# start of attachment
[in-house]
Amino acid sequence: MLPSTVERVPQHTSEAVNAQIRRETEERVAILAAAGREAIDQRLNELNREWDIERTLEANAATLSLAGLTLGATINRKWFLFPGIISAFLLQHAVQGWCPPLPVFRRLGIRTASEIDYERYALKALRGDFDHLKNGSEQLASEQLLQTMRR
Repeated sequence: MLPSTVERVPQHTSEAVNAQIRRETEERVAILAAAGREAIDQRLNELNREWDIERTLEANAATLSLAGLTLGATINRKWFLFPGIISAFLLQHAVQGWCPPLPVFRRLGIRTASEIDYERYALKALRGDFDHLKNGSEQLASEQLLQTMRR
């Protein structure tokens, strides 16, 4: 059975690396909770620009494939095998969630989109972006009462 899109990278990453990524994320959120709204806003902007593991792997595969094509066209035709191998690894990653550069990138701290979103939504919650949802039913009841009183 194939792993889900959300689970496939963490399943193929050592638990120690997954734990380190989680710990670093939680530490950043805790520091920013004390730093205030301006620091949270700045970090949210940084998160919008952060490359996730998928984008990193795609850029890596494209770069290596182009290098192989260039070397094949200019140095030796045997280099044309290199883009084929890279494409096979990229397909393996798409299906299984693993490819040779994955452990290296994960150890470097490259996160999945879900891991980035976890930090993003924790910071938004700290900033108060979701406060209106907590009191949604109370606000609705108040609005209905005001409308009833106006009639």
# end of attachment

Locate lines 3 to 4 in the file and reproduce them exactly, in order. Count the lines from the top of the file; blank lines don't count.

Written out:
Repeated sequence: MLPSTVERVPQHTSEAVNAQIRRETEERVAILAAAGREAIDQRLNELNREWDIERTLEANAATLSLAGLTLGATINRKWFLFPGIISAFLLQHAVQGWCPPLPVFRRLGIRTASEIDYERYALKALRGDFDHLKNGSEQLASEQLLQTMRR
């Protein structure tokens, strides 16, 4: 059975690396909770620009494939095998969630989109972006009462 899109990278990453990524994320959120709204806003902007593991792997595969094509066209035709191998690894990653550069990138701290979103939504919650949802039913009841009183 194939792993889900959300689970496939963490399943193929050592638990120690997954734990380190989680710990670093939680530490950043805790520091920013004390730093205030301006620091949270700045970090949210940084998160919008952060490359996730998928984008990193795609850029890596494209770069290596182009290098192989260039070397094949200019140095030796045997280099044309290199883009084929890279494409096979990229397909393996798409299906299984693993490819040779994955452990290296994960150890470097490259996160999945879900891991980035976890930090993003924790910071938004700290900033108060979701406060209106907590009191949604109370606000609705108040609005209905005001409308009833106006009639």